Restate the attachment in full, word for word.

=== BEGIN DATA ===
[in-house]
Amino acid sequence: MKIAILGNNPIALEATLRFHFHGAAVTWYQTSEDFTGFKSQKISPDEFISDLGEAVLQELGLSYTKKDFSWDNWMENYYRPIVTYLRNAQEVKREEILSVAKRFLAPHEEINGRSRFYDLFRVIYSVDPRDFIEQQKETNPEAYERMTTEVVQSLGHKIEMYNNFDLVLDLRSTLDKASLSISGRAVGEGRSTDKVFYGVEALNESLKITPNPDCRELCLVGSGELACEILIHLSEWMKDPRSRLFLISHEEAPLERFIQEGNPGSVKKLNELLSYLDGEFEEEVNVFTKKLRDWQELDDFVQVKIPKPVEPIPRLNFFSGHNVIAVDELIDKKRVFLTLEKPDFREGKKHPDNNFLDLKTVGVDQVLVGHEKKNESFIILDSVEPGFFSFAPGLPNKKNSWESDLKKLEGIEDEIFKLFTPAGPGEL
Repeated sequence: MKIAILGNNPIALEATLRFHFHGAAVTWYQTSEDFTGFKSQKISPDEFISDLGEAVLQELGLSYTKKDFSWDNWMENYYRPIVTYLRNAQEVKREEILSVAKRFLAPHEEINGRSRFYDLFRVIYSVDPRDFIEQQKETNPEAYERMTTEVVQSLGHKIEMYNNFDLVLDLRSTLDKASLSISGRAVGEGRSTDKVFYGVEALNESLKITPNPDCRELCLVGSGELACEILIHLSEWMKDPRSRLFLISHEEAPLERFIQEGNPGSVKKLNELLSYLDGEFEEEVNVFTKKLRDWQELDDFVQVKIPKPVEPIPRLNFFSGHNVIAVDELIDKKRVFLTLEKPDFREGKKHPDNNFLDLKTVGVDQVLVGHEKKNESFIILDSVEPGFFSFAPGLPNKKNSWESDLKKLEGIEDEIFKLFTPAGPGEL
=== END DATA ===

[in-house]
Amino acid sequence: MKIAILGNNPIALEATLRFHFHGAAVTWYQTSEDFTGFKSQKISPDEFISDLGEAVLQELGLSYTKKDFSWDNWMENYYRPIVTYLRNAQEVKREEILSVAKRFLAPHEEINGRSRFYDLFRVIYSVDPRDFIEQQKETNPEAYERMTTEVVQSLGHKIEMYNNFDLVLDLRSTLDKASLSISGRAVGEGRSTDKVFYGVEALNESLKITPNPDCRELCLVGSGELACEILIHLSEWMKDPRSRLFLISHEEAPLERFIQEGNPGSVKKLNELLSYLDGEFEEEVNVFTKKLRDWQELDDFVQVKIPKPVEPIPRLNFFSGHNVIAVDELIDKKRVFLTLEKPDFREGKKHPDNNFLDLKTVGVDQVLVGHEKKNESFIILDSVEPGFFSFAPGLPNKKNSWESDLKKLEGIEDEIFKLFTPAGPGEL
Repeated sequence: MKIAILGNNPIALEATLRFHFHGAAVTWYQTSEDFTGFKSQKISPDEFISDLGEAVLQELGLSYTKKDFSWDNWMENYYRPIVTYLRNAQEVKREEILSVAKRFLAPHEEINGRSRFYDLFRVIYSVDPRDFIEQQKETNPEAYERMTTEVVQSLGHKIEMYNNFDLVLDLRSTLDKASLSISGRAVGEGRSTDKVFYGVEALNESLKITPNPDCRELCLVGSGELACEILIHLSEWMKDPRSRLFLISHEEAPLERFIQEGNPGSVKKLNELLSYLDGEFEEEVNVFTKKLRDWQELDDFVQVKIPKPVEPIPRLNFFSGHNVIAVDELIDKKRVFLTLEKPDFREGKKHPDNNFLDLKTVGVDQVLVGHEKKNESFIILDSVEPGFFSFAPGLPNKKNSWESDLKKLEGIEDEIFKLFTPAGPGEL